In order to add btc to this sidechain, a main chain bitcoiner would have to send funds to one of the sponsors, after aquiring thier agreement to issue sidechain coins using a special sidechain coinbase transaction that...

1) creates or destroys sidechain bitcoins
2) references the main chain transaction that would permit it
3) and identifies the sponsor creating the sidechain funds

In this way, bitcoins can flow into the sidechain, and each of the sponsors can watch the other sponsors to make certain that they aren't creating more sidechain funds than their main chain holding would permit. I would imagine that the rule would be that a sponsor can't issue more side chain bitcoins than it has in it's public main chain addresses, and if that were to be violated, the other sponsors would automaticly ignore their (otherwise valid) sidechain blocks.

This security model requires more trust than the trustless model of the main blockchain, but permits the sidechain to structure itself in any way necessary to permit safe referencing of unconfirmed transactions, thereby permitting nearly instant follow-up transactions.  Sponsors could also detect, and potentially punish, double spend attemps.  Any other rapid transaction model, such as the Lightening Network, could be permitted to work on the sidechain; but I doubt they would be necessary.

Sponsors could attract "clients" by a number of incentives.  For example, Wal-mart could offer free sidechain transactions to any paying customer, as well as a limited number of main chain transactions to their own employees; whereas Johnson & Johnson might only offer free transactions to their employees and associated businesses.  I can even imagine a deposit & (fully BTC reserve backed) sidechain credit system, complete with interest rates.

Paid for transaction fees could be based upon whatever the sponsors agree to, including a transaction fee based upon a percentage of the transfer value instead of the byte-size of a transaction.  This would make the fee model much closer to how current day credit card transfer fees work, but would almost certainly be less.

Getting BTC back out of the sidechain (via the main chain) would work like a sponsor's coinbase transaction with a negative value, also referencing a valid transaction (which may or may not be confirmed yet) that can be seen on the main bitcoin network.  Alternatively, in a world where several such sidechains exist, sponsors of one sidechain could be clients on another, potentially permitting value to transfer from one sidechain directly to another without creating a main blockchain transaction at all.  The details of the rules of both sidechains would matter in this possibility.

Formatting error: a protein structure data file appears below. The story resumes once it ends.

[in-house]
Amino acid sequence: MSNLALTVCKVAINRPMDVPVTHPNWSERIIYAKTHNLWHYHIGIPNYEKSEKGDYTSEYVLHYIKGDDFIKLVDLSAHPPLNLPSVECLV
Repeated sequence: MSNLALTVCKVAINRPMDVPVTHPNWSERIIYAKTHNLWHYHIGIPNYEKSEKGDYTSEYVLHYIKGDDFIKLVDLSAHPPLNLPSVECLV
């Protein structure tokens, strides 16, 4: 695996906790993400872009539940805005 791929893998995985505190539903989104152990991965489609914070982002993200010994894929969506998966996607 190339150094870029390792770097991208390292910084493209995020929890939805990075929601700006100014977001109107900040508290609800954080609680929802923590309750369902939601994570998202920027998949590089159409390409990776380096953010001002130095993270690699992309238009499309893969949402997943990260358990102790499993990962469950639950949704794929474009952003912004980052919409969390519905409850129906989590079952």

Since declaring weeknesses of one's own ideas is a convention in the cryptocurrency world, let me begin...

Since this is a some-trust model; i.e. individuals have to trust an institution, at least a little bit, in order to get onto the sidechain.  It's possible that a sponsor might take your main chain BTC and claim you never sent them, but you'd still have the transaction you produced, so you'd still have recourse through traditional courts.

Moving funds in the other direction, it's possible for your leaving transaction to be blocked, but only if all of the sponsors refuse to deal with you.  Likewise, as a client, your ability to transact on the sidechain could be hindered or blocked by the sponsors, but only if all of them blacklist you.  But that only risks the possibility that you can't spend your bitcoins on the sidechain, not that the sponsors could take them from you without your participation.

This is a move towards some centralization, yes; but not for bitcoin as a whole.  For the most part, "clients" choose wether the lower transaction costs & convience at these institutions is worth the re-addition of trust to some portion of their bitcoin activities.  Perhaps employees don't get a choice about being a client on this sidechain, but they still get to choose if they work for a sponsor.

This low-trust model depends upon the idea that the sponsors don't entirely trust one another, and will keep an eye on each other for bad behavior; much in the same way that the banks of the free banking era would occasionally challenge one another to produce the gold for the currencies they issued, either driving them out of business or harming their businesses should they misbehave.  It also depends upon the idea that, for the "clients", no one on the sidechain has more to lose from getting caught defrauding a client than the sponsors themselves, because the integrity of the sidechain and of their own reputations are of great value to the sponsors.  It's possible that all sponsors turn to the dark side at once, crash the sidechain & steal all of the main chain bitcoins in their reserve addresses.  Since this isn't one trusted authority, but many in a trust-distrust relationship (and in different industries) this possibility seems remote to me.